The greenback was traded close to three year lows versus a collection of other major currencies on Monday, meanwhile, the euro climbed up on hopes that the European Central Bank (ECB) policymakers were preparing to further cut their monetary stimulus.
The dollar index, that tracks the greenback versus other major currencies, dipped 0.1 percent to 90.931 following its fall as far as 90.857 earlier in the session, the lowest level since January 2015. Versus the yen, the dollar went lower by 0.1 percent to 110.90, after falling earlier as low as 110.82. The yen was able to gain strength due to recent optimistic publication regarding the state of Japan’s economy. The euro fell 0.1 percent to $1.2191. In spite of its decline, the euro is still on track for record high of $1.2218 marked on Friday, the highest level since December of 2014.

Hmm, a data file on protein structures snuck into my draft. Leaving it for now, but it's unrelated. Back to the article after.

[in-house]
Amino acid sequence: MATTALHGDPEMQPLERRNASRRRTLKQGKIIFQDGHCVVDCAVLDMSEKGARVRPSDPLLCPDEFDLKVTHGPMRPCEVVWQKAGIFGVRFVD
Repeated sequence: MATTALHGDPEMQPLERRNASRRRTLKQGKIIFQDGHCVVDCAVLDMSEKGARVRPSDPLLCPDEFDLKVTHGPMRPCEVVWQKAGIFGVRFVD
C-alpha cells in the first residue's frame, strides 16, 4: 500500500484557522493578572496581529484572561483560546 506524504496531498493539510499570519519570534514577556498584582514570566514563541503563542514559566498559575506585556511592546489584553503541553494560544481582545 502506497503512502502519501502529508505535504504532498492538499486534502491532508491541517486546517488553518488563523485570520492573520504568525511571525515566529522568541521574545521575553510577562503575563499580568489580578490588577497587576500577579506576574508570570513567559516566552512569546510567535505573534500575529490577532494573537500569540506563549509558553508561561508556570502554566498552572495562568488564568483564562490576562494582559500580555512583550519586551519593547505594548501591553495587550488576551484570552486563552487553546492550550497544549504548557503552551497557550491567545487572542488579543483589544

Despite OPEC and Russia’s production cuts and the healthy demand which kept crude close to December 2014 peaks reached the previous week, on Monday, oil prices dropped due to increasing drilling activity in the United States. In fact, 10 oil rigs were added in the week ending on January 12, lifting the total rig number to 752.
U.S. West Texas Intermediate (WTI) crude futures CLc1 settled at $64.27 per barrel shedding 3 cents. Brent crude futures LCOc1, the global average for oil prices, settled $69.72 a barrel at 0008 GMT, dropping 0.2 percent or 15 cents from their last settlement.
Both WTI and Brent reached peak levels the previous week which were not seen since December of 2014, at the beginning of the oil price slump. According to ANZ bank, oil prices had increased lately due to data showing sign of a tightening market.